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Plant Enzyme Could Guide Development of Medicines and Other Products
Sunday, 2019/09/15 | 06:09:30

Figure: The protein X-ray crystal structure of chalcone isomerase, complexed with a product molecule called (2S)-naringenin, reveals how the active site arginine (labeled as Arg 37) facilitates catalysis of the correct isomer. Credit: Salk Institute/ACS Catalysis.

 

Plants manufacture compounds to help them repel pests, attract pollinators, cure infections and protect themselves from excess temperatures, drought, and other hazards in the environment. Salk Institute researchers who are studying how plants evolved the abilities to make these natural chemicals have now uncovered how an enzyme called chalcone isomerase evolved to enable plants to make products that are important to their survival. The researchers hope that this knowledge facilitates the manufacturing of products that are beneficial to humans, including medications and improved crops.

 

Chalcone isomerase acts as a catalyst to accelerate plant chemical reactions. It also helps ensure that chemicals made in the plant are in proper form since molecules with the same chemical formula can take two different variations that are mirror images of each other (called isomers). The researchers identified the part of chalcone isomerase's structure that allowed it to catalyze reactions incredibly fast while also ensuring it makes the proper, biologically active isomer. These reactions lead to a host of activities in plants, including converting primary metabolites like phenylalanine and tyrosine into vital specialized molecules called flavonoids.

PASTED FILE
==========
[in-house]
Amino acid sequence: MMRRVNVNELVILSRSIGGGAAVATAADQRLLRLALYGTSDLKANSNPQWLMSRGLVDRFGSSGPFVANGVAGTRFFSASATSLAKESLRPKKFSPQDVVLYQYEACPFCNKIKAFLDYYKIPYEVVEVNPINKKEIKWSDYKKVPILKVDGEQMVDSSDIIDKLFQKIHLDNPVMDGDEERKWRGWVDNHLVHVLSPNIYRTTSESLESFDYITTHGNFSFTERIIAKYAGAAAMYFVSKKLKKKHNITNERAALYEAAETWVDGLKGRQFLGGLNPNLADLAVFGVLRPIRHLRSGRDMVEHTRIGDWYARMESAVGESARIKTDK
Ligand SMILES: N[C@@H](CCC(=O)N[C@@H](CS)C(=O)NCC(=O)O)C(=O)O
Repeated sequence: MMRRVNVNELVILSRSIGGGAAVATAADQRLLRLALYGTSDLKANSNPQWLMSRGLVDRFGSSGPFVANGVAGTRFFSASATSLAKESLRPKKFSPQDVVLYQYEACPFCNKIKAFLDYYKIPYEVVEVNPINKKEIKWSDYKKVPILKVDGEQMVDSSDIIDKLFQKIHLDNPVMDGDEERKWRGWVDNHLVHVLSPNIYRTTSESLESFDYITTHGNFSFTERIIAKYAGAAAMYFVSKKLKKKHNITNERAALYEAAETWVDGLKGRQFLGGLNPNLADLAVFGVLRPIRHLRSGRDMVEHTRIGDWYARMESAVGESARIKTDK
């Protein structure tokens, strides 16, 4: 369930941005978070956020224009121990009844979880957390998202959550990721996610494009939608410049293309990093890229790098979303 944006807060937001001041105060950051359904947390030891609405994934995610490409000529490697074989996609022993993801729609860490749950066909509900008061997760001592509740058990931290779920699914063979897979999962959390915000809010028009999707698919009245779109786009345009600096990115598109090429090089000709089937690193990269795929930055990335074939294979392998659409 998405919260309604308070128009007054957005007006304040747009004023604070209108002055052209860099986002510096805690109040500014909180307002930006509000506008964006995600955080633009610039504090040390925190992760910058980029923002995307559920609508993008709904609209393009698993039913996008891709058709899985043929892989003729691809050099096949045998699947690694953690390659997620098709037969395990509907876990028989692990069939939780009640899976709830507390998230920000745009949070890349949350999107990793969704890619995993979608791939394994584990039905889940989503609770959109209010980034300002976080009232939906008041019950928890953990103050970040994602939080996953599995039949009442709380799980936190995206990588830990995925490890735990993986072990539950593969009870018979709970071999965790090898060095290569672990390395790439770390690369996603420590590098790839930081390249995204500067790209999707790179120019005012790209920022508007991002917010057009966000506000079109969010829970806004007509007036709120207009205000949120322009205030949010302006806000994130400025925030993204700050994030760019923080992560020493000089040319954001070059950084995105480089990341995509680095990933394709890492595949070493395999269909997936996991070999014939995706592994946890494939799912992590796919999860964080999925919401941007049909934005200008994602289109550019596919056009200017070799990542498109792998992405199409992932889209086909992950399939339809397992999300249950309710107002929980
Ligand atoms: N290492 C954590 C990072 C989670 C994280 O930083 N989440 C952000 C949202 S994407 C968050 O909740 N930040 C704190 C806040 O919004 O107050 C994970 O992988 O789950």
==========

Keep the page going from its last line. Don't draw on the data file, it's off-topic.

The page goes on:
The researchers found that the amino acid arginine, one of many amino acids linked together in chalcone isomerase sat in a location, shaped by evolution, that allowed it to play the key role in how chalcone isomerase reactions were catalyzed. The researchers said that their new understanding of chalcone isomerase enables them to design molecular systems that can carry out a particular task even in the next generation of nutritionally dense crops capable of transforming the greenhouse gas carbon dioxide into molecules essential for life.

 

For more details, read the article in Salk News.

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